Really…it’s 17 miles…all downhill

Right, a trail that’s ALL DOWNHILL. 

When John suggested we ride the Virginia Creeper, he said I’d love this trail since it was a 17 mile ride, all downhill. I thought he must think I’m not very bright since I’m sure that any trail that’s all downhill must be ALL UPHILL on the way back. When I mentioned my skepticism that a ride could be 100% downhill, he explained that for $11 a shuttle takes cyclists to the trailhead so yes, it was indeed possible to ride 17 miles…all downhill.


We met at Sundog Outfitters in Damascus, Virginia and loaded our bikes on the trailer behind the brightly painted van and then rode to the trailhead at Mount Rogers Recreation Area with six other cyclists ready for the downhill adventure.


For the first time ever, I shifted my bike into its highest gear and pedaled occasionally, but mostly rode the brake all the way back to Damascus on a beautiful, cool, early fall morning.


We stopped at the old train station which has been converted into a museum.


Walked on a portion of the Appalachian Trail.


And then had to check out The Creeper Trail Cafe since the most common question asked of cyclists after riding the trail is, “Did you eat a piece of cake?” According to locals, the cafe serves the World’s Best Chocolate Cake so yes, we ate cake…good cake, but not the best chocolate cake I’ve ever eaten.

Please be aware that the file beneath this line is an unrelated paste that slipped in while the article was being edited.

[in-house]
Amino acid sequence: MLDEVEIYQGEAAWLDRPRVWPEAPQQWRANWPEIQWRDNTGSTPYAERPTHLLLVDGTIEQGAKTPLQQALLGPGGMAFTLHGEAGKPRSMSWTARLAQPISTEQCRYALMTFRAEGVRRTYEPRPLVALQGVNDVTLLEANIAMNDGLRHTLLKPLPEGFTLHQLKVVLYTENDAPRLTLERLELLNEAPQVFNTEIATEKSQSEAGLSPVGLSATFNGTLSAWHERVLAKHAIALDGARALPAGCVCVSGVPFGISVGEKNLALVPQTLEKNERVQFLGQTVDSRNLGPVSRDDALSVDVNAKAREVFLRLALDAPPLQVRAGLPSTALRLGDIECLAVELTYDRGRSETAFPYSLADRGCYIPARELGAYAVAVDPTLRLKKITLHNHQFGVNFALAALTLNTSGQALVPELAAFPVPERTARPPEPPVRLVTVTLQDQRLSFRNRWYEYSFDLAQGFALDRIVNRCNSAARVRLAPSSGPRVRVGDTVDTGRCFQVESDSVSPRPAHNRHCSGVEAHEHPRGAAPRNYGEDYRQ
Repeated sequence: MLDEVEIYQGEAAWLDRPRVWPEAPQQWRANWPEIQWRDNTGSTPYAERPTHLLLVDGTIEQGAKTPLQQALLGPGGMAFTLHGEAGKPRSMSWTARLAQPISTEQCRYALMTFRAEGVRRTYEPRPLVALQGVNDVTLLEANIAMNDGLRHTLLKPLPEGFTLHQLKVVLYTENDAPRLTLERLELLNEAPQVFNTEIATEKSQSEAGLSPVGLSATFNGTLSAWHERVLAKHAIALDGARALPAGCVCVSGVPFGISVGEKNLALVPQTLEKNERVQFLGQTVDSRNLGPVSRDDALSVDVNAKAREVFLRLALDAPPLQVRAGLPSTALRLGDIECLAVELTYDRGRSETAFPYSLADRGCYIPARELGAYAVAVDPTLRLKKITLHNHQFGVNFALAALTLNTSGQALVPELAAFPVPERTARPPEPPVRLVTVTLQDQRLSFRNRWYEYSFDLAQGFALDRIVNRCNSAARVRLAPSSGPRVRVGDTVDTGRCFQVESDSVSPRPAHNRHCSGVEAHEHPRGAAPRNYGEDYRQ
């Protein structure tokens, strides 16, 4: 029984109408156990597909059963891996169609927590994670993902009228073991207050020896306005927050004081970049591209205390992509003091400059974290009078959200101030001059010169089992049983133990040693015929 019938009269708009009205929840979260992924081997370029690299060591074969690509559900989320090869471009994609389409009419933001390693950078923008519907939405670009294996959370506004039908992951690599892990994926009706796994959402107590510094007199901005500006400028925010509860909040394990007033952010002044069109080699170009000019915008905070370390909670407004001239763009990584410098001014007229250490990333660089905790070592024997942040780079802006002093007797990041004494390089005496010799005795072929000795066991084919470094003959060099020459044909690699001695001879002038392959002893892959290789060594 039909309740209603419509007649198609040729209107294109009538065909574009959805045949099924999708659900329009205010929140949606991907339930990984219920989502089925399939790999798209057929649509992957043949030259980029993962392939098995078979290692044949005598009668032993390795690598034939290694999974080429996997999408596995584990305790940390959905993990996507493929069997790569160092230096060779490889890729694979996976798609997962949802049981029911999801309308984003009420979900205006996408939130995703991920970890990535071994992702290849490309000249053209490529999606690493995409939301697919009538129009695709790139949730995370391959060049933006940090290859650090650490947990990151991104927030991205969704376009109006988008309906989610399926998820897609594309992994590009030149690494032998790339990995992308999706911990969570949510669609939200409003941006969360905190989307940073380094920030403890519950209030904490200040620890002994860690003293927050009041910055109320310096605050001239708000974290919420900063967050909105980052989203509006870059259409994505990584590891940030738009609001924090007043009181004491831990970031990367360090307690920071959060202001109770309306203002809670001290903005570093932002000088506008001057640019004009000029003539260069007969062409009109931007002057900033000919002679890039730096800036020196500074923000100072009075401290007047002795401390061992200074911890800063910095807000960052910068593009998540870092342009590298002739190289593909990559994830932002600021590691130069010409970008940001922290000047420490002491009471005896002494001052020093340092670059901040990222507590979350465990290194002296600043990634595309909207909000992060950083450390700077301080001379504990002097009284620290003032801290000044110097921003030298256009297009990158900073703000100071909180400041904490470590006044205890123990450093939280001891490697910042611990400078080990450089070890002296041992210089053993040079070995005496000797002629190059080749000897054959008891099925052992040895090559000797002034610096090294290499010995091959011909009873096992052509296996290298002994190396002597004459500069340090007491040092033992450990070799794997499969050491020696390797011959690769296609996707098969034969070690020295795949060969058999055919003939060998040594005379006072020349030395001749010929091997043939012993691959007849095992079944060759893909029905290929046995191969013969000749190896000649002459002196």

I didn’t think I’d ever be called a Creeper, but having ridden the Virginia Creeper, I guess it’s a term that describes me.



3 Down; 12 To Go

When my nephew, Steven, called last spring to announce his engagement to Katie, I knew that a trip to an out of state wedding would be part of this year’s 15 in 15. And once the date and location was set, planning began for a long weekend in Virginia.

We started in Richmond with walks down Monument Avenue and along the James River.

Then we were off to Charlottesville where we checked into the house we rented at Rosneath Farm. A perfect place for the family to hang out while waiting for wedding festivities.

IMG_7677On a cold, wet morning we set out to explore the Barboursville Ruins, the burned house of Virginia governor James Barbour. A house that had been designed by Thomas Jefferson.

We also had time to drive the Skyline in Shenandoah National Park, take a walk from Monticello, and visit Appomattox Court House National Historic Park for the commemoration of the 150th anniversary of the stacking of the arms signaling the end of the Civil War.

And of course, we enjoyed the main event…Steve and Katie’s wedding.

Best wishes to the newlyweds!